William Parker
Wood Flute Songs: Anthology, Live 2006-2012 

After sampling the four albums above, you can decide for yourself if you want to spring for Wood and Flute Songs, a 7-CD boxed set anthology of Parker’s live recordings for small ensembles between 2006-2012. The core members of the William Parker Quartet appear on the vast majority of the 44 selections, which clock in at more than nine and a half hours.

There are a number of previously unreleased songs, and Hamid Drake takes on added prominence in a variety of settings, from island grooves to encroaching chaos to old favorites with new twists. The quartet steps up to septet on the third CD, with violinist Billy Bang the most notable guest. Years later, a 2011 concert features the 12-piece AMR Ensemble, and it is sobering to hear “Psalm For Billy Bang,” for Parker’s friend and cohort who died five days later. There are reunions of In Order To Survive and Raining on the Moon. So much material—almost too much to savor. 

Farmers By Nature
Love and Ghosts 

A notable outlier among Parker’s formidable array of small ensembles is the egalitarian super-trio Farmers By Nature, comprised of Parker, pianist Craig Taborn, and drummer Gerald Cleaver, and devoted to long-form spontaneous improvisation. All three of their albums communicate with near-mystical empathy and ingenuity, but none more consistently than their latest, Love and Ghosts, which not coincidentally finds Parker especially prominent in the conversation. And with two complete live “communions” taken from a European tour, this also represents the trio’s longest, broadest recording to date.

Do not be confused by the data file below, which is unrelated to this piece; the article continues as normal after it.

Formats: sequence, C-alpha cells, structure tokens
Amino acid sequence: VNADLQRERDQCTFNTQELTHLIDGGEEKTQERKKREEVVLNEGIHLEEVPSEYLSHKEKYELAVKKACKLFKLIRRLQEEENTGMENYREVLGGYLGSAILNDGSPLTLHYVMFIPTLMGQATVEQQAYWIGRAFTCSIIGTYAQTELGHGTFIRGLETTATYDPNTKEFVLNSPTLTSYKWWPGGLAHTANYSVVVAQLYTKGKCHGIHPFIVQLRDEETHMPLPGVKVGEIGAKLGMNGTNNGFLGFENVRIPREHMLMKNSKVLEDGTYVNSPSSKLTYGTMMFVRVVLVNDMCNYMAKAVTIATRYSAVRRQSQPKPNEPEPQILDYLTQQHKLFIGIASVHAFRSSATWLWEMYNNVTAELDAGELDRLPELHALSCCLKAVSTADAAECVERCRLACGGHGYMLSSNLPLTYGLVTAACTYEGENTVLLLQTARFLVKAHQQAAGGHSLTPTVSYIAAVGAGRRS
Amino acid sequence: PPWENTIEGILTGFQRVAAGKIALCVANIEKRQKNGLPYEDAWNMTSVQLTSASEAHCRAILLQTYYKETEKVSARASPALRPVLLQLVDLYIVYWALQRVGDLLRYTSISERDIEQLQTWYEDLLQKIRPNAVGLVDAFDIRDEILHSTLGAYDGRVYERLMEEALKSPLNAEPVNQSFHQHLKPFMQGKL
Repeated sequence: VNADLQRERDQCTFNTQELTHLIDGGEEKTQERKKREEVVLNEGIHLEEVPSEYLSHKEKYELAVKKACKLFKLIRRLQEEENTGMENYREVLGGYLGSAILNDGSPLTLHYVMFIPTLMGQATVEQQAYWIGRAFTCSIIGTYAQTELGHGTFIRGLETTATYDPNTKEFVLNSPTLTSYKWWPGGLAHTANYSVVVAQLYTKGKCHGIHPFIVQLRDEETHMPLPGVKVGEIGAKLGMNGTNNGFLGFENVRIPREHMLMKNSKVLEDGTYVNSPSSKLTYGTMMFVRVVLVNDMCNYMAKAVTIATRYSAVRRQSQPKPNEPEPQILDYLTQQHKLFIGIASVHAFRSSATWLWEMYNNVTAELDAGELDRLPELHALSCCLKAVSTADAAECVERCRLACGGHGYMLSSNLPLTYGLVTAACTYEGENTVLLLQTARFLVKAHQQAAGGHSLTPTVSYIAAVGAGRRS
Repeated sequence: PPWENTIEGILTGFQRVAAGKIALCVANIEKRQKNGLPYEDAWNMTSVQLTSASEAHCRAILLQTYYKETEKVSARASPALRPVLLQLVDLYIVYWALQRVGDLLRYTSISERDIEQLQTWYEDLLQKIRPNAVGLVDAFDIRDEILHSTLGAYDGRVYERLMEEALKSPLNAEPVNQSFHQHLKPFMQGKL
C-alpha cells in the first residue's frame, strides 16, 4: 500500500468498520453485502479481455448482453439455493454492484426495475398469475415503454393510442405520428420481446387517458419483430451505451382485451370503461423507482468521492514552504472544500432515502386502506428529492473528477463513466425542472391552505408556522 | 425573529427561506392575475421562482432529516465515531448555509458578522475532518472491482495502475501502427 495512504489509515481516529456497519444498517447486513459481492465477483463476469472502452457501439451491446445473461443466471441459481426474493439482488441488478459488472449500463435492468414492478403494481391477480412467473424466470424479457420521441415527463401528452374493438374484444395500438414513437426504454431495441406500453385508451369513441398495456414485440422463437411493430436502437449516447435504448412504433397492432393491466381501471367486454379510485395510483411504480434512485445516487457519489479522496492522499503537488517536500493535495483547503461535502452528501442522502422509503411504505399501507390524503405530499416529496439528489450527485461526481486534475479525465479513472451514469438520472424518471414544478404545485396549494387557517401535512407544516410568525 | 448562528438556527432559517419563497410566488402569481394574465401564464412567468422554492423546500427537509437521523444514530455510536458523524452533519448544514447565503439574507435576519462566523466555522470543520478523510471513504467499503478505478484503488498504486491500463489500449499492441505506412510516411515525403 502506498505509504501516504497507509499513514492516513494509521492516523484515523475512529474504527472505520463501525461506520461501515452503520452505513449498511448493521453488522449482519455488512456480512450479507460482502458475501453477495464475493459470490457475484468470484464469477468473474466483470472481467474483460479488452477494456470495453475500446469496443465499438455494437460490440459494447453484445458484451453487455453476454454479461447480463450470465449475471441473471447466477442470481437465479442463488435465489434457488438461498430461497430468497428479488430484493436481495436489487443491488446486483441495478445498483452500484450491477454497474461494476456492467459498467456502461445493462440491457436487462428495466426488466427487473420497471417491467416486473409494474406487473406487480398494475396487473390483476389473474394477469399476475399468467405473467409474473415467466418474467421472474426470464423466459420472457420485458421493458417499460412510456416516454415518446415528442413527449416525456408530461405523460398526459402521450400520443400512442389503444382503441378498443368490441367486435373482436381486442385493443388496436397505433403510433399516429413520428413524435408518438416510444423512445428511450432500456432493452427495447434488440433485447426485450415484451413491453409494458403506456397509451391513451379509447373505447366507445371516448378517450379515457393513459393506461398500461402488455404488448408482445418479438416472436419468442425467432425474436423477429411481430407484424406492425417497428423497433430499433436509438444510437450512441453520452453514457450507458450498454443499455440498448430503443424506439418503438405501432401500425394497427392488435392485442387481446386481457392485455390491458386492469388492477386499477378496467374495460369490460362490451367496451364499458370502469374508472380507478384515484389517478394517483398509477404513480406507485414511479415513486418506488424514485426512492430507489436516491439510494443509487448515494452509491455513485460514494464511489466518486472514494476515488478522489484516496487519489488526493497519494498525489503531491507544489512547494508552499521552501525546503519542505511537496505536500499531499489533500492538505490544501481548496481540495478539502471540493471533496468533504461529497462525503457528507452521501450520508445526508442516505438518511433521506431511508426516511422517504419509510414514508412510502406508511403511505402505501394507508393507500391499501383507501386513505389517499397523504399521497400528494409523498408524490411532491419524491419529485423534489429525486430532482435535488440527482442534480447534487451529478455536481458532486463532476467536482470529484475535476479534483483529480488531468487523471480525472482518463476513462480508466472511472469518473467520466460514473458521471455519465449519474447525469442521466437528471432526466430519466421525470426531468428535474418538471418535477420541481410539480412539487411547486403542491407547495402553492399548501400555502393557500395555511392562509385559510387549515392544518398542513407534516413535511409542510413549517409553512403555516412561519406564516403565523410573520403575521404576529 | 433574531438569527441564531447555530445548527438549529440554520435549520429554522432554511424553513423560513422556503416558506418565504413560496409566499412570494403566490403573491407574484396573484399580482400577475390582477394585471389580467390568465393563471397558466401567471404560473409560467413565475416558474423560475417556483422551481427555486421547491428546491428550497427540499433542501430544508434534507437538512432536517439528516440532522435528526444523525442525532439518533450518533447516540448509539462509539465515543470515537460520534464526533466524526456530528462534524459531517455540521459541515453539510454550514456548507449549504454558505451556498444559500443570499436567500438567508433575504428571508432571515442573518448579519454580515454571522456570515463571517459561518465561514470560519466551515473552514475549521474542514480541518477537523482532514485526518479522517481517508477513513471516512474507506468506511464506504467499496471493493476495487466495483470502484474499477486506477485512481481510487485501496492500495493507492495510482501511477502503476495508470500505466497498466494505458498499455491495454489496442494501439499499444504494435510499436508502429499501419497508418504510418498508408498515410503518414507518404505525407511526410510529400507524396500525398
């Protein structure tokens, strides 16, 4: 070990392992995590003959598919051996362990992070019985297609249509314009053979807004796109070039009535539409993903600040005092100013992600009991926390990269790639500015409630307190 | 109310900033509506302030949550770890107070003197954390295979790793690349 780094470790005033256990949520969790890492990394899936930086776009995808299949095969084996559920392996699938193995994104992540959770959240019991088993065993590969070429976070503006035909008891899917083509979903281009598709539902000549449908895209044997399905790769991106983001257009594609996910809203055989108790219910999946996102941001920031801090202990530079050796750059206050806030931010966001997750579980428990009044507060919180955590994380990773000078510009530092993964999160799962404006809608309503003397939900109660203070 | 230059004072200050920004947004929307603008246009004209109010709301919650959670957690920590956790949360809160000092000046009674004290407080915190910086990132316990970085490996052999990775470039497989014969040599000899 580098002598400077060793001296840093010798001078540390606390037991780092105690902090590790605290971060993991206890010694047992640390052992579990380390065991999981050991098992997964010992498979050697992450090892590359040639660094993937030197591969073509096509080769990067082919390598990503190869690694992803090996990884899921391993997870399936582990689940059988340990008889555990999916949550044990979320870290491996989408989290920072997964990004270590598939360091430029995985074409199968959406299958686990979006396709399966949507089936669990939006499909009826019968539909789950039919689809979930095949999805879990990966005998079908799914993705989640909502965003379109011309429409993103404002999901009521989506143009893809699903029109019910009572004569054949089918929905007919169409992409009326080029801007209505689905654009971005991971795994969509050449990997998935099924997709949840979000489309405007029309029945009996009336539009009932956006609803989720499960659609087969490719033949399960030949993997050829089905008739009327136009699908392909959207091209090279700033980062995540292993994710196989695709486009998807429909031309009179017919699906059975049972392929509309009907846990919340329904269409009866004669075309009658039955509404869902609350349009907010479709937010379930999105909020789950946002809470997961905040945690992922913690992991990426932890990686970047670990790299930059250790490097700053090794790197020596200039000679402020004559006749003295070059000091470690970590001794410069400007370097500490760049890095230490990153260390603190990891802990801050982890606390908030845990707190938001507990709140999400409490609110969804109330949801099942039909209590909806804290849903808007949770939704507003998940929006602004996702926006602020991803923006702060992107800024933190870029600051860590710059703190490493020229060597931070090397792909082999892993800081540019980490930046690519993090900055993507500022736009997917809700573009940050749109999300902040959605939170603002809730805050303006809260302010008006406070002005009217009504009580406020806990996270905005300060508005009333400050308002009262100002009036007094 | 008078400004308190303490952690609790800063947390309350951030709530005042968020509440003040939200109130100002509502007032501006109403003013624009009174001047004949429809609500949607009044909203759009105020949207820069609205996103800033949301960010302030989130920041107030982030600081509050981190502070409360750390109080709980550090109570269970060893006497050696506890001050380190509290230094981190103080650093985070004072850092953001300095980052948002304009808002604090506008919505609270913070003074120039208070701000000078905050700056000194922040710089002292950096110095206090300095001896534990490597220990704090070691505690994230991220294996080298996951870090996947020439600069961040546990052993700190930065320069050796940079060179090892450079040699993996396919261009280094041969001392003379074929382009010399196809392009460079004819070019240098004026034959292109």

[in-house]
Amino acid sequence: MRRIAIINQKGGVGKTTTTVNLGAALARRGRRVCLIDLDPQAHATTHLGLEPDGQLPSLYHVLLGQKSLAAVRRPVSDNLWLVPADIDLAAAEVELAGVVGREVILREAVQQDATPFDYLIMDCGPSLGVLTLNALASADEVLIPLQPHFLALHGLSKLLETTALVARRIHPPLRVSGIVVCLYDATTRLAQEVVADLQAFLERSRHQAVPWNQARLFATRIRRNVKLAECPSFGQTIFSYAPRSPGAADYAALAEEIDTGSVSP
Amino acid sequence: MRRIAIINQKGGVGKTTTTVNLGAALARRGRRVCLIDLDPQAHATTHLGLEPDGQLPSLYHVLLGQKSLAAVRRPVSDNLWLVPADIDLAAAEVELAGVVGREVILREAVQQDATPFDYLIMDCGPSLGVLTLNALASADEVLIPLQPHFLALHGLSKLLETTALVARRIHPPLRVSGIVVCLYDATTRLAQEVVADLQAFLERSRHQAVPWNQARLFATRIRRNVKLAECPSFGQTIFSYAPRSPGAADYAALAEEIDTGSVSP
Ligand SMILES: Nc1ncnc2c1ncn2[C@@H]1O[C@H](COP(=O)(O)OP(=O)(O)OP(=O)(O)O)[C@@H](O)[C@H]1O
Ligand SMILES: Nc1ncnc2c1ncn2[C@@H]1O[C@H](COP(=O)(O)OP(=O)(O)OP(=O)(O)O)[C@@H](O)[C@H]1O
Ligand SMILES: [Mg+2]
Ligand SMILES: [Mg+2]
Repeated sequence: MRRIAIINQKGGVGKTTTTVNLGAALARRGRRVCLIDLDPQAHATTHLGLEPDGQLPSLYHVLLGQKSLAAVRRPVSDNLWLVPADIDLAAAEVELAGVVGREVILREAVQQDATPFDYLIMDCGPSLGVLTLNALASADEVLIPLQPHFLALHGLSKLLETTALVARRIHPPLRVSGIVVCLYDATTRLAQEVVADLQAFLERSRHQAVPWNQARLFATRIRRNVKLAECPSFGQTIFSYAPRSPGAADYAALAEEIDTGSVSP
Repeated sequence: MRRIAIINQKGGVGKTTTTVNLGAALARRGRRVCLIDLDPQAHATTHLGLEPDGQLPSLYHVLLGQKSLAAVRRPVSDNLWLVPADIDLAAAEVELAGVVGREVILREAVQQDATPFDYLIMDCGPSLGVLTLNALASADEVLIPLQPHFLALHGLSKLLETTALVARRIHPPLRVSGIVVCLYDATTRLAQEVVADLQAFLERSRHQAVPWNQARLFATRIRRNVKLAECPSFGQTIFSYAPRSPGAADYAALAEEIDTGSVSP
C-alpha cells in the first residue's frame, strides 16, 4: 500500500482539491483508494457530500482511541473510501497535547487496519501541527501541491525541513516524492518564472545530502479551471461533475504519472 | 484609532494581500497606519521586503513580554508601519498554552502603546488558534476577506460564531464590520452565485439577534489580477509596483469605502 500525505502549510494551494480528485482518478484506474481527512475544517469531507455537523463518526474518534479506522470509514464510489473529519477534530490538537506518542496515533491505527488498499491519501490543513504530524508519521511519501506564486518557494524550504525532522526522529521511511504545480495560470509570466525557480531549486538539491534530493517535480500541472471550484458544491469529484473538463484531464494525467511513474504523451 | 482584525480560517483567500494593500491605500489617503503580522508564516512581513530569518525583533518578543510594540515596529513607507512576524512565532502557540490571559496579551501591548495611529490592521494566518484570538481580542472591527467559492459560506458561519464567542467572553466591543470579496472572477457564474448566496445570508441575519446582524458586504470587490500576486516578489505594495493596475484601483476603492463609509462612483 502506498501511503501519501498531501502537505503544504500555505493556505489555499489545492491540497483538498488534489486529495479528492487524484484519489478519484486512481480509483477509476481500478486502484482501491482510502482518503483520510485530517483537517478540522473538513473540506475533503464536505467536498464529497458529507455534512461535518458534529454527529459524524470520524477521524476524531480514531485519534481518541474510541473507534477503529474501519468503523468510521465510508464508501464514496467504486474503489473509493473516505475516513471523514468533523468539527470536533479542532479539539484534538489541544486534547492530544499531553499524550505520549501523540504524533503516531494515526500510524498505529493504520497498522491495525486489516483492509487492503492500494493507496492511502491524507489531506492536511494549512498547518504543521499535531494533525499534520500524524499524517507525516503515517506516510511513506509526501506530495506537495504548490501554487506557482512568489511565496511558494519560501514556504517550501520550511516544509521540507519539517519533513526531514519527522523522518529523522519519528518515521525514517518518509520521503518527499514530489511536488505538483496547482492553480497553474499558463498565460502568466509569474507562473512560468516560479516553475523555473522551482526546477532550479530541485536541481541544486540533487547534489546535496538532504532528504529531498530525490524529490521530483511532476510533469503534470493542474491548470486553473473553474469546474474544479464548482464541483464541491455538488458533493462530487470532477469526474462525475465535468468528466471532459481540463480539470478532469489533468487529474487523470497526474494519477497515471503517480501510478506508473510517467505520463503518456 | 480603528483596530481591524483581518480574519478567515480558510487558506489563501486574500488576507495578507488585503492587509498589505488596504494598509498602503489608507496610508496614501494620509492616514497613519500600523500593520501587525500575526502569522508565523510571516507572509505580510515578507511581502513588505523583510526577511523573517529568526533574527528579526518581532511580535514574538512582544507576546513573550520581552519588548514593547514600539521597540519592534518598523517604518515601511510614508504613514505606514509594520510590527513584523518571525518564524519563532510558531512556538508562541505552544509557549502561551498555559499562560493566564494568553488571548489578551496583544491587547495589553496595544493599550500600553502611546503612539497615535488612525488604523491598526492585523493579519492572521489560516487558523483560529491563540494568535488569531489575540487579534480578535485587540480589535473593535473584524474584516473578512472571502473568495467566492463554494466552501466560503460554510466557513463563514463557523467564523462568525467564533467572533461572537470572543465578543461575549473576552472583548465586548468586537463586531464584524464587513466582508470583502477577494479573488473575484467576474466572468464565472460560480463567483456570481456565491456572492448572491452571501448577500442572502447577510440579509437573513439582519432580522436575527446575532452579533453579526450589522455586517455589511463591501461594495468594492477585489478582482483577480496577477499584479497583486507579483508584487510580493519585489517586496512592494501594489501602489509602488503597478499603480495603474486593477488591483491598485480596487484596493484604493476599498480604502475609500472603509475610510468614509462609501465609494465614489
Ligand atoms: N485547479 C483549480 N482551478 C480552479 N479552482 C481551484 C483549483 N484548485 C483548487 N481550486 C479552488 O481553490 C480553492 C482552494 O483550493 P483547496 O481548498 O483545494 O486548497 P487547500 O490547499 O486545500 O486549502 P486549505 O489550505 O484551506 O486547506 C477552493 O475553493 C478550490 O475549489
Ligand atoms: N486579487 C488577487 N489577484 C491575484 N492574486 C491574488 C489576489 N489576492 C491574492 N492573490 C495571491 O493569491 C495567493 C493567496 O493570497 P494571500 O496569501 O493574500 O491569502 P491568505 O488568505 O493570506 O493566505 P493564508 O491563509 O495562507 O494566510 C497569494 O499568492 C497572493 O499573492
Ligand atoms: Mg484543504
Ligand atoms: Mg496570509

Orchestras and Big Bands

William Parker Orchestra
Double Sunrise Over Neptune

For years beginning in the 1990s, Parker led the Little Huey Creative Music Orchestra, which improvised off his skeletal arrangements. But his work for large ensembles took a quantum leap forward with 2008’s Double Sunrise Over Neptune. Arguably Parker’s most restrained masterwork for large ensemble, its three long compositions have a hypnotic sway, and a beguiling blend of West African, East Indian, Middle Eastern, and Euro-classical rhythms and tonalities that fold into each other like the murky depth of the sea, or separate into the spangled capaciousness of outer space. Parker assigns bass duties elsewhere, instead playing double-reeds and managing full string and horn sections, undergirded by a pair of drummers. The sinuous melodicism and high-register trilling of vocalist Sangeeta Bandyopadhyay further unifies and humanizes the proceedings.

William Parker
I Plan To Stay a Believer: The Inside Songs of Curtis Mayfield